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    Quote Originally Posted by Malice View Post
    This is a good point, I've heard about a bedbug issue in Toronto...but I don't know much about them or how to get rid of them :/
    What sorts of things do you look for when scouting an apt to know if it has critters or not?
    You won't see anything in an empty room since they'll be in the other apts or in the walls. They're extremely good at hiding which is why they're such a pain in the arse to get rid of. I'd probably just ask both the previous tenant and the landlord if you're able to, or even the neighbours, if there've been any bedbug problems recently.

    Depending on your immune system the bites might not be visible/noticeable at all or they might be OMG THE WORST UNCONTROLLABLE ITCH IN THE FREAKING WORLD FOR 2+ WEEKS (like they are for me ) but either way the bugs are a huge pain to get rid of. You have to wash and dry all your clothes with heat, ruining some of them. You have to extensively vaccum all the things. You have to disassemble all the things. You have to collect all the clutter things, and then figure out how to decontaminate them without wrecking it. Then you get the house sprayed with nasty chemicals that smell for weeks afterwards and are probably bad for you. Then you do it all over again if it didn't work, while cranky from horribly itchy bites. It took 5 sprayings for us, spread over maybe 6 months.

    All that to say, I now don't buy used furniture for the most part - certainly not anything upholstered. As much as I could desperately use a couch, and don't want to pay for a new one atm.
    -end of thread-

  8. #18
    Emperor/Dictator kyuuei's Avatar
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    - Ask the neighbors what THEY like and dislike about the place.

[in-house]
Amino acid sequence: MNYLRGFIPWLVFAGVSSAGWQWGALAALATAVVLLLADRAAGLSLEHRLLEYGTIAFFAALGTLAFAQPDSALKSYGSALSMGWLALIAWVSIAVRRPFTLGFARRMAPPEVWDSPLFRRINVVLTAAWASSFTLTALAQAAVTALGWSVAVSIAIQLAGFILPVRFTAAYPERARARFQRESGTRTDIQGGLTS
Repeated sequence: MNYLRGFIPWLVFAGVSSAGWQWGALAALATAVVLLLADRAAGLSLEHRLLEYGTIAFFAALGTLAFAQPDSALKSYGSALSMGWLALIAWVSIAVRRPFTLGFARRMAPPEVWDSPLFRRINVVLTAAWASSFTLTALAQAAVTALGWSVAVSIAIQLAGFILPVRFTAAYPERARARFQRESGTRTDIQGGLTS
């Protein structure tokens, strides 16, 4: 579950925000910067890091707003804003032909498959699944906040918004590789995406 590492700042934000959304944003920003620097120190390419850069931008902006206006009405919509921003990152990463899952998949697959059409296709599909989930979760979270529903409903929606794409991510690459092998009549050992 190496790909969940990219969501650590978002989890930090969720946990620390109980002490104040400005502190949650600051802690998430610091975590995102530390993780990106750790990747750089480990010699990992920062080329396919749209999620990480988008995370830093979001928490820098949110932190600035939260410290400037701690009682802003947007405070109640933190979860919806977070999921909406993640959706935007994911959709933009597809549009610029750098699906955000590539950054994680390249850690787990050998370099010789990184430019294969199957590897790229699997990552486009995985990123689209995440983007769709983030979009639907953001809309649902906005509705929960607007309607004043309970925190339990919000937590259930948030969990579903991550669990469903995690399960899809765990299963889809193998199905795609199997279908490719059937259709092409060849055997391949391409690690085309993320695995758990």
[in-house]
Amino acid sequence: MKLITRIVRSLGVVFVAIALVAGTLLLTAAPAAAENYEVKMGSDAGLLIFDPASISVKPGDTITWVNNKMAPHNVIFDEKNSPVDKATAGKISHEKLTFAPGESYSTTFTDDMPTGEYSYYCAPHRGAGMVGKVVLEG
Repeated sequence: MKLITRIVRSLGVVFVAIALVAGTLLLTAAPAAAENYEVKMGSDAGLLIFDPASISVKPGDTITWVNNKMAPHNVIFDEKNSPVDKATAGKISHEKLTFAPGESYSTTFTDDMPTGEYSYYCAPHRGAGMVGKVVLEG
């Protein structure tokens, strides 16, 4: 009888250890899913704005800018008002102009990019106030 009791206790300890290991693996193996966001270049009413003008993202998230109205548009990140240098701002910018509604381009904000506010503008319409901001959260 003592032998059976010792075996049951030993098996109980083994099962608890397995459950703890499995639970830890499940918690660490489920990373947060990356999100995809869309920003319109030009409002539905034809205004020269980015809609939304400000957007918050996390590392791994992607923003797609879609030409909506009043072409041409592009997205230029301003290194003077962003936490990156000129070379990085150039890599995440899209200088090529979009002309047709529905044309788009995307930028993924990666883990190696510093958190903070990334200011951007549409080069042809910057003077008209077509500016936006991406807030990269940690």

- Find out if the prices they're asking for match up to the amount of services/upgrades they offer, and if THOSE match up to neighboring areas
    - It's good to look for things like water damage signs, funky doors hanging, tiles loose or cracked, etc. It's a sign the apartment complex doesn't keep up with maintenance, and that all goes down hill from there.
    - Check the parking situations. A lot of times I had to park nearly half a mile from my own apartment because the parking was SO bad in my complex. I never bothered to check.
    - Make sure you read EVERYTHING in the contract closely. They tried to slap me with a fee because I "Didn't give them 30 day notice that I was moving out".. I told them when I FIRST bought the place I would Only be there for a year. I told them, "Last time I checked, 1 year later is still before 30 days before I move." They couldn't really do anything against me after that.
    - Don't settle right away. Make sure you've looked everywhere you can look for all the potentials. EVERY Place makes it sound SO urgent for you to move in... But unless you have a friend giving you the inside scoop, don't listen to them and take your time on finding the right place.
    - Also, I don't know about the area you live in or anything.. but ask about how they help clear snow, or help stop floodings, etc. Weather makes a huge difference if you have to run 300 ft. to your car in the rain with food you dont want to get wet.
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  9. #19
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    Cool. I've known a few people who were absolutely clueless as to how to take care of themselves after moving out. One kid got food poisoning from trying to store pizza in his closet. Another only knew how to make microwave meals.

    Something tells me you shall surpass them with flying colors.

  10. #20
    Senior Member swordpath's Avatar
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    Good luck, Malice!

    -beat/ignite